The cost of screening is always cited as the reason why it should not be done. As stated earlier, we can identify populations at increased risk, have tests that can identify cancers noninvasively, and improve stage at detection with likely survival benefits. A Markov model created to estimate cumulative cancer-related costs and the efficacy of screening (vs no screening) of a high-risk population for bladder cancer using a urine-based tumor marker over a 5-yr period found that in a population with >1.6% cancer incidence, screening with the NMP22 Bladderchek urine-based tumor marker (Alere, Waltham, MA, USA) would result in both improved overall survival and cost savings . Patients diagnosed with muscle-invasive bladder cancer require very expensive treatments including cystectomy and chemotherapy, and many still succumb to their disease. Although there are no similar studies in kidney cancer, it is possible that renal US testing may be reasonable in some populations.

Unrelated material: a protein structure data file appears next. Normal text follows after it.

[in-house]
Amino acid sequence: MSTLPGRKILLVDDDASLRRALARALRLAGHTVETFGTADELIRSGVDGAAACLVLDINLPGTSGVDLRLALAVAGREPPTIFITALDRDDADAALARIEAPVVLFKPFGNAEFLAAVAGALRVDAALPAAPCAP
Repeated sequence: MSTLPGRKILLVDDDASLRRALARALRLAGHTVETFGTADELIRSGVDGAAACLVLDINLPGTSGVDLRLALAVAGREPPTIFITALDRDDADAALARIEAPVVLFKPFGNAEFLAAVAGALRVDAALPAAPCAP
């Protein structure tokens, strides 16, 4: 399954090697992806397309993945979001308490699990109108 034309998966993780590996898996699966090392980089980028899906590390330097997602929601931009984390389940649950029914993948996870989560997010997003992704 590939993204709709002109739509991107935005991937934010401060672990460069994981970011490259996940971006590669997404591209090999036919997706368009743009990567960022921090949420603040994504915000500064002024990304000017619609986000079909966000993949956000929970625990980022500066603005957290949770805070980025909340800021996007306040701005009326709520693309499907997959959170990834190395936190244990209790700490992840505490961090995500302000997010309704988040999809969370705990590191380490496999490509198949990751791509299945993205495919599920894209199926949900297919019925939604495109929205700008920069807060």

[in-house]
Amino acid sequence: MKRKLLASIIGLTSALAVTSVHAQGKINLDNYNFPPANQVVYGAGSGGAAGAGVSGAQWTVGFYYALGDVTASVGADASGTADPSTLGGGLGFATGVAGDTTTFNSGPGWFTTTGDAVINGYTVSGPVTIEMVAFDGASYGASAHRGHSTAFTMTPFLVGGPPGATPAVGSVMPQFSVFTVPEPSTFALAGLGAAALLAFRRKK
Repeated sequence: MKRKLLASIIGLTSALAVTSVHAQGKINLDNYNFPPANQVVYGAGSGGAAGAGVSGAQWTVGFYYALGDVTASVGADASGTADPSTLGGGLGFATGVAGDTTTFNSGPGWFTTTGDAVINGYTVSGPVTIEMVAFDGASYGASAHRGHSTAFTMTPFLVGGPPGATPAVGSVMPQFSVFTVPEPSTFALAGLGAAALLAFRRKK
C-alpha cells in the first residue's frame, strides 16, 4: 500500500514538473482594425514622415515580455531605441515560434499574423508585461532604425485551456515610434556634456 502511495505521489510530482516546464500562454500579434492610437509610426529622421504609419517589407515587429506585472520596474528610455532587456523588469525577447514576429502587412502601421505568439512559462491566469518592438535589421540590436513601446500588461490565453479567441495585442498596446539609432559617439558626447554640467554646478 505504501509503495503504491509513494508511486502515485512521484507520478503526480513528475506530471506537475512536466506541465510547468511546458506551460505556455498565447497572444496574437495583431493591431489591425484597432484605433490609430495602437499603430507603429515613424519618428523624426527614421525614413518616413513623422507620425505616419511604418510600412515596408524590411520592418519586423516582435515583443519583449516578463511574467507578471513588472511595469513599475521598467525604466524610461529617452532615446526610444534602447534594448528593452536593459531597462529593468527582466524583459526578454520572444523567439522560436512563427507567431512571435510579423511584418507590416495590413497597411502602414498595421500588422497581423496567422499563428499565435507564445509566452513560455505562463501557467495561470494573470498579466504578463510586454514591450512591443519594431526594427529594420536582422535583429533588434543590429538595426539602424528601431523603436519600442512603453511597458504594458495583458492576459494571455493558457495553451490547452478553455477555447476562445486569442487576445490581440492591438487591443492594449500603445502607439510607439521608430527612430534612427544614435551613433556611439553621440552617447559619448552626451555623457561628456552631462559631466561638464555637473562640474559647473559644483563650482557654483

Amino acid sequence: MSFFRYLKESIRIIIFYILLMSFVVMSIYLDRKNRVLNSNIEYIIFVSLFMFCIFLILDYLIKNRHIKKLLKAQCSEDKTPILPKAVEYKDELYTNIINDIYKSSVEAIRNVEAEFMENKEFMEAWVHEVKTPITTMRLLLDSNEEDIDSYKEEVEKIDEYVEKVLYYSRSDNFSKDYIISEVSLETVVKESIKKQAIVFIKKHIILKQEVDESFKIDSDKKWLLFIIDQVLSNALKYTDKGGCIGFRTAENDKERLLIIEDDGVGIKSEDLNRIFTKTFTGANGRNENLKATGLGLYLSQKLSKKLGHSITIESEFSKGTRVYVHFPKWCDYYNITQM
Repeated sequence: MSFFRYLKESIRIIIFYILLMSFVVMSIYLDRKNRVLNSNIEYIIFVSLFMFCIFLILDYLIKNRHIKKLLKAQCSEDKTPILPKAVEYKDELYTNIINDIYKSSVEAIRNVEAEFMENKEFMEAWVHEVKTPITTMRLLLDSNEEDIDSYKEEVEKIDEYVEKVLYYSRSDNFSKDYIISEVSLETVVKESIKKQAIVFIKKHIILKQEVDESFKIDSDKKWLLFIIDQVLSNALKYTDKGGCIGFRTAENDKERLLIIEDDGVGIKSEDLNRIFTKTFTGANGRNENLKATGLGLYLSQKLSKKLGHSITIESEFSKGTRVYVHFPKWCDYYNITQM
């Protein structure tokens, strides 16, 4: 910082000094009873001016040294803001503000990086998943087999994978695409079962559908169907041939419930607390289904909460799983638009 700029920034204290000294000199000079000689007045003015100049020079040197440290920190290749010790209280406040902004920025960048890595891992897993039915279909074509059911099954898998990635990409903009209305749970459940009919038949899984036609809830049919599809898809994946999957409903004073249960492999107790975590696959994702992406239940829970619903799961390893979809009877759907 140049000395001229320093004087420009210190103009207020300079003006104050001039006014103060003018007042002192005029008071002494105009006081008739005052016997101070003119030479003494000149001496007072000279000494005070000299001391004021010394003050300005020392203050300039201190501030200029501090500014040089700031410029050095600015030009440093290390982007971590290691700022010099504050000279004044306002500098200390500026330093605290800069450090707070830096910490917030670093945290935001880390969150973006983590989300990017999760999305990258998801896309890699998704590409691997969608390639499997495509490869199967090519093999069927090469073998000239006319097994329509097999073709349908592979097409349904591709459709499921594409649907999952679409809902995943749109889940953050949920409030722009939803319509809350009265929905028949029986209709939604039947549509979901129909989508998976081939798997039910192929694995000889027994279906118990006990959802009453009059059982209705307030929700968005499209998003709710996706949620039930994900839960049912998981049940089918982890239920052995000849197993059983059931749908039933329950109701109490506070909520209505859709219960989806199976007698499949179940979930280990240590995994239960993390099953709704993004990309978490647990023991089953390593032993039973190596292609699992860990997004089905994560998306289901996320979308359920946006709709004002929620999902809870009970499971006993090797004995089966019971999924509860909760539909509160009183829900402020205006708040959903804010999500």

What is the alternative? Cost is rarely discussed as a reason to avoid treating patients with metastatic disease even when the treatment is not curative.
In conclusion, until we can find a cure for metastatic disease, screening high-risk populations is a better investment than spending money on end-of-life care with noncurative treatments.
Conflicts of interest
The author has nothing to disclose.
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Department of Urology, University of Texas Southwestern Medical Center, Dallas, TX, USA
Corresponding author. Department of Urology, University of Texas Southwestern Medical Center, 5323 Harry Hines Blvd., J1.112, Dallas, TX 75390, USA. Tel. +1 214 648 0389; Fax: +1 214 648 8786.
© 2015 European Association of Urology, Published by Elsevier B.V.